The program attracts many motivated and talented applicants. Most of our interns have had their work included in the software releases, with some of them completing major features during their internships. About half of the program participants stay involved with the organization they worked with past their internship, and 121 from among 368 past participants accomplished one or more of the following:
- 79 had full-session talks on FOSS topics at conferences, of them, 32 in 2015 and 35 in 2016
- 58 found employment or contract positions with sponsoring organizations
- 24 continued on to participate in Google Summer of Code
- 18 became mentors for Outreachy or Google Summer of Code
- 3 organized local technology initiatives - Meg Ford started Chicagoans Hacking on GNOME, Martha Chumo Chelimo started Nairobi Dev School, Satabdi Das started Women in Free Software - India
- Ekaterina Gerasimova and Meg Ford became GNOME Foundation board members
- Valerie Young became a Software in the Public Interest board member
- Yan Zhu was named among "Women in IT Security: Women to watch" by SC Magazine in 2015
- Tapasweni Pathak received a Systers Anita Borg Fall 2015 Pass-It-On Award
Victoria Martínez de la Cruz received OpenStack mentor of mentors award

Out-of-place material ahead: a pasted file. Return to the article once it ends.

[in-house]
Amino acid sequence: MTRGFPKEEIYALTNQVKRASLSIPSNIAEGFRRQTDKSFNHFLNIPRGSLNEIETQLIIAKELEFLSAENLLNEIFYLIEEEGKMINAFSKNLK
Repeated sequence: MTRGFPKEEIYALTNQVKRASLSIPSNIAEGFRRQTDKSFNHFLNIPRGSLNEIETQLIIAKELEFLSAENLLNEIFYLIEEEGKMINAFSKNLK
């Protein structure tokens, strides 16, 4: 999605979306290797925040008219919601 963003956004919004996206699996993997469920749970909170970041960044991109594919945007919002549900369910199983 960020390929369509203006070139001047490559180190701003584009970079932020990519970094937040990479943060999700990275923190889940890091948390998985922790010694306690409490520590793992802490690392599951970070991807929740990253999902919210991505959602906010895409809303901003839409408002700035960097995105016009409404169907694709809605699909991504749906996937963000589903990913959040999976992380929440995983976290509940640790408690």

The outreach efforts like this one also result in the improvements for all newcomers. For example, the mentors list that GNOME started with 9 mentors for the first round of the Outreach Program for Women is now a general resource that contains over 40 mentors. GNOME also improved how it engages Google Summer of Code students with the community based on its Outreach Program for Women experience, by requiring them to work with mentors on an initial contribution during the application period and by incorporating the required blog posts about their work on Planet GNOME. Making the community a friendly place for underrepresented people also makes it such for all newcomers.
Requirements for Organizations
There are three main requirements for organizations wishing to join Outreachy:
As Software Freedom Conservancy is a 501(c)(3) charity in the United States, all internships must forward the organization's mission to promote free and open source software in the public interest. While we encourage companies to provide internship opportunities to women, the program cannot be used for internal company internships. Participating free software projects can't be too tightly tied to any one company and must have a significant public community of contributors. All nonprofit free software organizations are welcome to participate. All work done by Outreachy interns should be public and done out in the open on public channels connected with the project.
Organizations must have funding available or arranged for from a dedicated sponsor for at least one intern.
Organizations must have mentors identified who understand the expectations for mentors and are available to put into the program a significant amount of time, such as at least 5 hours a week. Without great mentorship, this program will not be successful.